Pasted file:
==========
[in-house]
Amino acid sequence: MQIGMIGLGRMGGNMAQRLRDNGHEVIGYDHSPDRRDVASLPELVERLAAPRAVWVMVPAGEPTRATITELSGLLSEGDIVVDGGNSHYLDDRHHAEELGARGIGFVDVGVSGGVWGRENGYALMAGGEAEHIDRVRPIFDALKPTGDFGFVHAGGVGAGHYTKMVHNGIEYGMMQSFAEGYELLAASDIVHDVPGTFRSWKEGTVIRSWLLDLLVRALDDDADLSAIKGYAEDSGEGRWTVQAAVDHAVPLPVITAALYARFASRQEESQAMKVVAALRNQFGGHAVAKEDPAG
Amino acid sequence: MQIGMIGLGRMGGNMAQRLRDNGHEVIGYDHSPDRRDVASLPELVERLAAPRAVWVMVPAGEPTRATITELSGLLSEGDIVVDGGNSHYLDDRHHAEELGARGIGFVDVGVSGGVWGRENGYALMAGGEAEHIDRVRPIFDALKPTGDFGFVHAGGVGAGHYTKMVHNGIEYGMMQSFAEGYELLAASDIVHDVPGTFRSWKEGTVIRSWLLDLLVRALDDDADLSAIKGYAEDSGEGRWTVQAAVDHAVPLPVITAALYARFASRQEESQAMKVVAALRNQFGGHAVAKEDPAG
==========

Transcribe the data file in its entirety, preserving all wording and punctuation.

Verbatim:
[in-house]
Amino acid sequence: MQIGMIGLGRMGGNMAQRLRDNGHEVIGYDHSPDRRDVASLPELVERLAAPRAVWVMVPAGEPTRATITELSGLLSEGDIVVDGGNSHYLDDRHHAEELGARGIGFVDVGVSGGVWGRENGYALMAGGEAEHIDRVRPIFDALKPTGDFGFVHAGGVGAGHYTKMVHNGIEYGMMQSFAEGYELLAASDIVHDVPGTFRSWKEGTVIRSWLLDLLVRALDDDADLSAIKGYAEDSGEGRWTVQAAVDHAVPLPVITAALYARFASRQEESQAMKVVAALRNQFGGHAVAKEDPAG
Amino acid sequence: MQIGMIGLGRMGGNMAQRLRDNGHEVIGYDHSPDRRDVASLPELVERLAAPRAVWVMVPAGEPTRATITELSGLLSEGDIVVDGGNSHYLDDRHHAEELGARGIGFVDVGVSGGVWGRENGYALMAGGEAEHIDRVRPIFDALKPTGDFGFVHAGGVGAGHYTKMVHNGIEYGMMQSFAEGYELLAASDIVHDVPGTFRSWKEGTVIRSWLLDLLVRALDDDADLSAIKGYAEDSGEGRWTVQAAVDHAVPLPVITAALYARFASRQEESQAMKVVAALRNQFGGHAVAKEDPAG